Warning: This recap contains spoilers for the Iron Fist episode, “Snow Gives Way.” If you haven’t watched yet, in the words of Colleen Wing: “That would be a mistake.”
Well, this is it, folks. At last, we’ve made it to the story of the final Defender, the remaining superhero who will team up alongside Daredevil, Jessica Jones and Luke Cage when their worlds inevitably collide in the upcoming Defenders crossover series. His name is Danny Rand, and after a 15-year period during which he was presumed (and declared) dead, he’s finally made it back to his original stomping grounds of New York City.
We’re first introduced to Danny as he walks down the streets of Manhattan, an early-oughts Outkast song blaring through the earbuds of his old-school iPod. A man selling peanuts doesn’t believe Danny when he points to a tall skyscraper—Rand Industries headquarters—and claims it’s his building. Based on what Danny’s wearing alone, he’s a far cry from the rich kid he used to be. The former golden child of Wendell Rand is met with equal confusion from the receptionist at the front desk, and when security tries to escort him out of the building Danny takes them out with smooth efficiency, batons and all.
By the time Danny makes it up to the executive suites, his time is already limited, but there’s just one person he’s hoping to see: his father’s long-time business partner, Harold Meachum. Harold’s not around anymore; his children, Ward and Joy, have taken over the business, and they inform Danny that Harold died of cancer twelve years ago. “All our parents are gone now,” Danny sadly muses, but neither of the Meachum children are interested in a reunion. Ward’s already calling security. After Danny’s escorted away by more guards (with guns), Joy starts to consider the possibility that he could be telling the truth.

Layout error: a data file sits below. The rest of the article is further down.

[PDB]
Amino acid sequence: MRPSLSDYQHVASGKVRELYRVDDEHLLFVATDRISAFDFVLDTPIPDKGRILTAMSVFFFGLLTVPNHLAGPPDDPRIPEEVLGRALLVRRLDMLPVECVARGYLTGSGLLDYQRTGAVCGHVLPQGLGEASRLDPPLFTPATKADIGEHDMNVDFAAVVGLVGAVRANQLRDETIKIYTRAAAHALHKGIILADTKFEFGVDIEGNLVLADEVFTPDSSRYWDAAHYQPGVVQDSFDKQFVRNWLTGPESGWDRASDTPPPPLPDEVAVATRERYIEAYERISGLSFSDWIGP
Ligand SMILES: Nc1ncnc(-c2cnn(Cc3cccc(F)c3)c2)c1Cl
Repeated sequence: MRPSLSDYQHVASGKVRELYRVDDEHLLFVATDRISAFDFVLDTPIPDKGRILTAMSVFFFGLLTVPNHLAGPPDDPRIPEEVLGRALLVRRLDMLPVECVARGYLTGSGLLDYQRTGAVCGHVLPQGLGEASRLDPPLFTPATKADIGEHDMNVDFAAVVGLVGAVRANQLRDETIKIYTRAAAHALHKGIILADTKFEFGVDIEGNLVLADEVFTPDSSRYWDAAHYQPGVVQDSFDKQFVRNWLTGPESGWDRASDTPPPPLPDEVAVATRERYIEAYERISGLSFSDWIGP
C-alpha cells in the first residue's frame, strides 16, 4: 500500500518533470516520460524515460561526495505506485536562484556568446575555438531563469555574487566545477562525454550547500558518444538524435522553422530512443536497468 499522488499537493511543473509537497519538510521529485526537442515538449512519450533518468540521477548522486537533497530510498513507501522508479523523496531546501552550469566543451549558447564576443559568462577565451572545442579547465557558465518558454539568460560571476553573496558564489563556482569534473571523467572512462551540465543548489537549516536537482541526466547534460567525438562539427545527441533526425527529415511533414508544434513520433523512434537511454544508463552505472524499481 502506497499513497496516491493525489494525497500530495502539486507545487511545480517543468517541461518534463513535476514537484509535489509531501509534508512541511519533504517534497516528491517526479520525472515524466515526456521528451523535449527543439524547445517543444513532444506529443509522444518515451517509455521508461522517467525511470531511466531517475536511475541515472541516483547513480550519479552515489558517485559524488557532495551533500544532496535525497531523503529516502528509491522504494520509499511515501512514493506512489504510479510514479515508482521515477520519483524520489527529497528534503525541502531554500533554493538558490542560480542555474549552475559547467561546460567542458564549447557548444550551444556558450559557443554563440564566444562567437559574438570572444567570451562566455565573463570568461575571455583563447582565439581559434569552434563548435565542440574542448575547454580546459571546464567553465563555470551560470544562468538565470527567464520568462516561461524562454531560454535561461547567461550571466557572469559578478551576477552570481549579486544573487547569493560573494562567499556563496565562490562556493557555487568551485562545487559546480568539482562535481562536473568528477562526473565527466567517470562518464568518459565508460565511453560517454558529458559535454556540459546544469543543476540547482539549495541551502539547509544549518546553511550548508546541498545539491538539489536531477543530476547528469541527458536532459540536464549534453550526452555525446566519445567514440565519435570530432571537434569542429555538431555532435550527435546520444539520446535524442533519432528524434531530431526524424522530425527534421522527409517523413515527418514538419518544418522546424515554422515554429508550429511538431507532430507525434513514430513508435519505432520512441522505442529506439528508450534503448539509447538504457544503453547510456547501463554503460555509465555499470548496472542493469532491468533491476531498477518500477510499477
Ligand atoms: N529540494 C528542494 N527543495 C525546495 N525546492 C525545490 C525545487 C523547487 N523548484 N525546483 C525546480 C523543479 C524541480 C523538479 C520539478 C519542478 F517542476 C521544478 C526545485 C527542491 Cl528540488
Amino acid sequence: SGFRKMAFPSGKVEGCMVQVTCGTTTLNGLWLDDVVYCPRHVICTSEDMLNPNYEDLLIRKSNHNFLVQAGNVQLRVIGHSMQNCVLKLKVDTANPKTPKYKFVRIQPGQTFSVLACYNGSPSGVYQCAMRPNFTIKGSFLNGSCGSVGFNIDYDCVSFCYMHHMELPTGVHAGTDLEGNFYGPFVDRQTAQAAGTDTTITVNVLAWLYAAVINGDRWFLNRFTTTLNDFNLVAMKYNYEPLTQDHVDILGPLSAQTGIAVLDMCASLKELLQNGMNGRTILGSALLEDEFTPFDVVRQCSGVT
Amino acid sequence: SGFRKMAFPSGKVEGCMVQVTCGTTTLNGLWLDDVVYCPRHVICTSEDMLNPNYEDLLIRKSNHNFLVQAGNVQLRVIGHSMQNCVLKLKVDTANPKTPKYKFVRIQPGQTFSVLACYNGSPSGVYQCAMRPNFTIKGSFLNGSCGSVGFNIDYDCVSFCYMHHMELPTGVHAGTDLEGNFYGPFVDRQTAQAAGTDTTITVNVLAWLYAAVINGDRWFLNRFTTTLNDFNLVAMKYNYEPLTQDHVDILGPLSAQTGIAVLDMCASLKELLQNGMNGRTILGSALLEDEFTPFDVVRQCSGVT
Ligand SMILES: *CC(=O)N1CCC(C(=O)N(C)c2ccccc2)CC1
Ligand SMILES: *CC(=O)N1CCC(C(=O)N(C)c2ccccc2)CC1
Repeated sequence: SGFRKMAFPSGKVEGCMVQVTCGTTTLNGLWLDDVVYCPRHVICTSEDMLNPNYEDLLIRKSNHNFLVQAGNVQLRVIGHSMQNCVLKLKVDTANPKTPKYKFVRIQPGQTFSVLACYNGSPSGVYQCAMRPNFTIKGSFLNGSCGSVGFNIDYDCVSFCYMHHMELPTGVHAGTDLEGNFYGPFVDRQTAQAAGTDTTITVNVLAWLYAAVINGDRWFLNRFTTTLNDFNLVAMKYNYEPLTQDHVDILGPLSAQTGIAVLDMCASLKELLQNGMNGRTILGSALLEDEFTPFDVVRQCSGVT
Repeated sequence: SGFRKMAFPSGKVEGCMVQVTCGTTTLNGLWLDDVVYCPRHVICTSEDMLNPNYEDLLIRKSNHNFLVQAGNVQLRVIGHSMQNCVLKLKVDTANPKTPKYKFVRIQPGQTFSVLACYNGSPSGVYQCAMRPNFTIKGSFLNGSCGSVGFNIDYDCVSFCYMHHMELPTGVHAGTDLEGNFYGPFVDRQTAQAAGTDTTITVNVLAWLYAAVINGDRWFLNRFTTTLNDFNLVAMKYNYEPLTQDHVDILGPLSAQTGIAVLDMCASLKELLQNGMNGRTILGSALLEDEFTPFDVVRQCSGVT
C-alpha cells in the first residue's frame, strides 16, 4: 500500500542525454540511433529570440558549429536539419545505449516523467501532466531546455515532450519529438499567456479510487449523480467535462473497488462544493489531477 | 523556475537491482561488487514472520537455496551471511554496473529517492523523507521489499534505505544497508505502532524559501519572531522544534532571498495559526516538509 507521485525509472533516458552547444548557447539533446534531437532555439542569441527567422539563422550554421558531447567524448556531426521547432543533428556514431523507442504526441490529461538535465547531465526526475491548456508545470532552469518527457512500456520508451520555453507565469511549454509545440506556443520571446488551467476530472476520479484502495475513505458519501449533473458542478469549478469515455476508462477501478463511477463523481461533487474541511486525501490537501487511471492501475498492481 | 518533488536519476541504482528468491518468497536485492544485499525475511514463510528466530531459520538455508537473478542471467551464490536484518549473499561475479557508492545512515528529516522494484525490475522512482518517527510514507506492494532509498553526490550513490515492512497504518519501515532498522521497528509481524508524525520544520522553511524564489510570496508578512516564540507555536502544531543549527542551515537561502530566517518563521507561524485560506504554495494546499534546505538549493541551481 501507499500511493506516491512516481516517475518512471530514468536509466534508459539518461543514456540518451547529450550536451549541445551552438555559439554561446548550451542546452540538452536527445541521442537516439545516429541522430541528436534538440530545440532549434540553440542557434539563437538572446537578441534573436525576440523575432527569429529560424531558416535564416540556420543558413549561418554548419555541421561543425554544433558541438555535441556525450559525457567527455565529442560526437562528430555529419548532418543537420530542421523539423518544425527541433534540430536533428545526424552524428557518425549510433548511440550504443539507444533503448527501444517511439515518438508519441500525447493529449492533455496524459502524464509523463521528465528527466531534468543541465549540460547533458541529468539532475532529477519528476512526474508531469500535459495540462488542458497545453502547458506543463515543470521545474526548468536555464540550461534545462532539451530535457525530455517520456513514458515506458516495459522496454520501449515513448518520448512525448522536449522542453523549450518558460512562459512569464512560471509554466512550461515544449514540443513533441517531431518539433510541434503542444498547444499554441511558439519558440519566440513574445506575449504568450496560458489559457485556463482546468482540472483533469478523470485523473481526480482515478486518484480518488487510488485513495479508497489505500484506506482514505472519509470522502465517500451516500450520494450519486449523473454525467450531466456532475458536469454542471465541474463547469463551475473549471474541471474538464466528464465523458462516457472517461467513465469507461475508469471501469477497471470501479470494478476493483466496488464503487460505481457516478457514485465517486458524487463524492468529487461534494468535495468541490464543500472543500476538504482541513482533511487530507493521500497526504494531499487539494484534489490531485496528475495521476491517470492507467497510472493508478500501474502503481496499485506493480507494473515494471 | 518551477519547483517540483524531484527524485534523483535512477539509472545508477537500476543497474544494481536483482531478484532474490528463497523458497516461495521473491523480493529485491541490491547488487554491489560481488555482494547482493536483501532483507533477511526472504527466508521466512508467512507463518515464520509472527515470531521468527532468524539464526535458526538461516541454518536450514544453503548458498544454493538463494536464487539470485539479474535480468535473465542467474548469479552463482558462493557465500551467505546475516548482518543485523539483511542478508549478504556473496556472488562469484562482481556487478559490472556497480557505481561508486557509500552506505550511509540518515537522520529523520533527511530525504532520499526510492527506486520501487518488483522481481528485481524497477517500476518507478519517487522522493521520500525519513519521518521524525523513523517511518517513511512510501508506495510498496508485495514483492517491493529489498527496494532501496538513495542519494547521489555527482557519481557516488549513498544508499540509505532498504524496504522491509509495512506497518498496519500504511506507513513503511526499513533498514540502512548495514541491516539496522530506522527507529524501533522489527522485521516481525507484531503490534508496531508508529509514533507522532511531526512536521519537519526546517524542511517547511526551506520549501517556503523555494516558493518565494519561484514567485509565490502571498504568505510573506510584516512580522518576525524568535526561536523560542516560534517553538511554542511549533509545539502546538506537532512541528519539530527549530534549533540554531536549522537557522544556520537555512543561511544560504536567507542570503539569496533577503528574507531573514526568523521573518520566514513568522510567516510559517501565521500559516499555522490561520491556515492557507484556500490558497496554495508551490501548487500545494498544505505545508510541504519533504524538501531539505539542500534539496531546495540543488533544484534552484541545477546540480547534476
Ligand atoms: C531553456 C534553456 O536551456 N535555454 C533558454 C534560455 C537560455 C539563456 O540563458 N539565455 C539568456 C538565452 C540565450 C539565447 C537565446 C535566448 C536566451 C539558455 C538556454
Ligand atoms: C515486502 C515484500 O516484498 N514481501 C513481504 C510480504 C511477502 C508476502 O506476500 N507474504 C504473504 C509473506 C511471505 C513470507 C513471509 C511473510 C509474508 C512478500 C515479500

Once he’s kicked out of the Rand building, Danny heads to the one other stronghold of his youth: his family’s former brownstone. No one’s home, but an open window on the second floor provides an easy way in. A few conveniently-placed photographs reveal that Joy owns the brownstone now – something Danny decides to use to his advantage. If Ward isn’t willing to talk to him, maybe Joy will at least hear him out.
When he approaches her later outside the apartment, Joy’s already got her security on speed dial but she hesitates when Danny brings up a childhood memory of the two of them playing for the same soccer team. For a second, Danny’s getting through—until he lets it slip that he may have engaged in a little B&E-ing earlier. While he’s trying to literally back his way out of the conversation, he steps out into the street and in front of a taxi, but NYC cabs are no match for the reflexes of the Immortal Iron Fist. Danny flips over the cab with almost no difficulty and then makes a quick exit.
While practicing tai chi in the park, Danny strikes up a conversation with a woman who understandably mistakes him for a homeless person. Her name is Colleen Wing, and if you’re wondering if you’ve heard that name before I have three words for you: Luke Cage finale. She’s putting up more fliers for her dojo, and Danny asks her if she’s got any job openings. “I’ve already got someone who cleans up,” she replies, walking away before he can get a word in.